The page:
Want to help find space warps?
Image of an Einstein Ring courtesy ESA/Hubble and NASA

Unleash the citizen scientist in you by taking part in a fun new Zooniverse project: SpaceWarps.

The SpaceWarps project is designed to help amateurs find and report suspected gravitational lenses. With a small army studying the many millions of pictures that have been taken by telescopes over the years they hope to find many more formerly hidden examples of gravitational lensing.

These so-called "natural space telescopes" work when a massive object, such as a galaxy or black hole, comes between our point of view and an object behind them, such as a distant galaxy. That massive object acts like a massive lens and magnifies the light behind itself by warping spacetime instead of by using a glass lens. Many important discoveries can be made when a gravitational lens is spotted and analyzed, since many incredibly distant objects which would not normally be visible in even extremely powerful Earth-based telescopes can be made visible by this occurrence.

If you have ever worked on another Zooniverse project before (such as their first effort, Galaxy Zoo), the setup will seem very familiar. When you first sign in they present you with some training to make sure you can identify and mark a possible gravitational lens. There are reference images to help you identify a real image of a gravitational lens versus a "false positive." At first the project may seem daunting, but the Zooniverse team has made sure that the process is easy to learn and relatively painless. Occasional checks by the SpaceWarps program will  let you know if you are doing a good job picking out objects by using simulated gravitational lenses as well as images certified to be lens-free. Since gravitational lenses are relatively rare, you may go through very many pictures without finding a single instance-which makes finding an instance of lensing all the more worthwhile!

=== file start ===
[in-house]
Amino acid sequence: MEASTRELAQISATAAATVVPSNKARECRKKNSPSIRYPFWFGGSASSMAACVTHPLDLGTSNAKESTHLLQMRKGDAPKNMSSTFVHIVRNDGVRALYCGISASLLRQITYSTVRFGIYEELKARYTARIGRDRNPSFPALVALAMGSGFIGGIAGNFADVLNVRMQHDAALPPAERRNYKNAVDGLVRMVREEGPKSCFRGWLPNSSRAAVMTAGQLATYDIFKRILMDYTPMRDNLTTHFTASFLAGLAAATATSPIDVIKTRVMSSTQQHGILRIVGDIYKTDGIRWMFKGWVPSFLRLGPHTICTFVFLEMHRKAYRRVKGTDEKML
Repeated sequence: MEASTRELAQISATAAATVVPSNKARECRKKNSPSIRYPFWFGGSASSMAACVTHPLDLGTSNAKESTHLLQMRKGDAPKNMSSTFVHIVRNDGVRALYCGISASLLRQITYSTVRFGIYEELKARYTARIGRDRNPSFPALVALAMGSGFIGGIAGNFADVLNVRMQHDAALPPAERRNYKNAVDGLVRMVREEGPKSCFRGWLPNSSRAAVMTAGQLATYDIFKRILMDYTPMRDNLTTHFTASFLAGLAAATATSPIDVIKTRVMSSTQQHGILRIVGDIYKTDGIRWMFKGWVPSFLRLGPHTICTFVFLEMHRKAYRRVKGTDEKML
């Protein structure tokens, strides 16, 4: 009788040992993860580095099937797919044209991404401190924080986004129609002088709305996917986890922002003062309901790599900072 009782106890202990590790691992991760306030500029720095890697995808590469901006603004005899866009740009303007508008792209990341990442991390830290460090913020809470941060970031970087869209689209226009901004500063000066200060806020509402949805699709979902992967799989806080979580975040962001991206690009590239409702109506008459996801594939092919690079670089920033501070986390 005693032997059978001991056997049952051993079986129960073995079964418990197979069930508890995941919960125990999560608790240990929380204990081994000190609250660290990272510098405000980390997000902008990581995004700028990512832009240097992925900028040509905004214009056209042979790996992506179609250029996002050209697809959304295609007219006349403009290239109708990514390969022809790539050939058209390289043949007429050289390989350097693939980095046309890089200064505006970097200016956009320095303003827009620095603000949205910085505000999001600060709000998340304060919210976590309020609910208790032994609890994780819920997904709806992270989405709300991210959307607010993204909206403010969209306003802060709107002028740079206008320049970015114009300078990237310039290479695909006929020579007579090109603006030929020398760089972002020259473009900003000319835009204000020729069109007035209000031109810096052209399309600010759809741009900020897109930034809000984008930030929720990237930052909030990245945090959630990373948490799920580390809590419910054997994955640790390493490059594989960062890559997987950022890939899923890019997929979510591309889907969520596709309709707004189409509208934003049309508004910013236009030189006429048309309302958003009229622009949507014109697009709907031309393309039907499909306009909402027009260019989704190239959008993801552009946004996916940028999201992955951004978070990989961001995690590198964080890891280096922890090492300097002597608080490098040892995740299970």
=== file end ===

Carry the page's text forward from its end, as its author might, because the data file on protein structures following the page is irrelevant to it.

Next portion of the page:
For more information and to sign up, go to: http://www.spacewarps.org

Join our vibrant stargazing community!
We invite you to join the NASA Night Sky Network stargazing community on Facebook and Twitter for sky charts, beautiful images, and lively conversation. 
Distant Suns, your personal guide to the cosmos, lists Night Sky Network astronomy club star parties, safe solar gazing events, and lectures in the main navigation bar. Distant Suns is available on iPhone, iPad, Kindle, and NOOK.



SkySafari, a powerful planetarium that fits in your pocket, lists Night Sky Network astronomy club star parties, safe solar gazing events, and lectures in the help menu. SkySafari is available for Android and the iPhone, iPad, and iPod Touch.

Clear skies and happy stargazing!

The NASA Night Sky Network is managed by the Astronomical Society of the Pacific in cooperation with NASA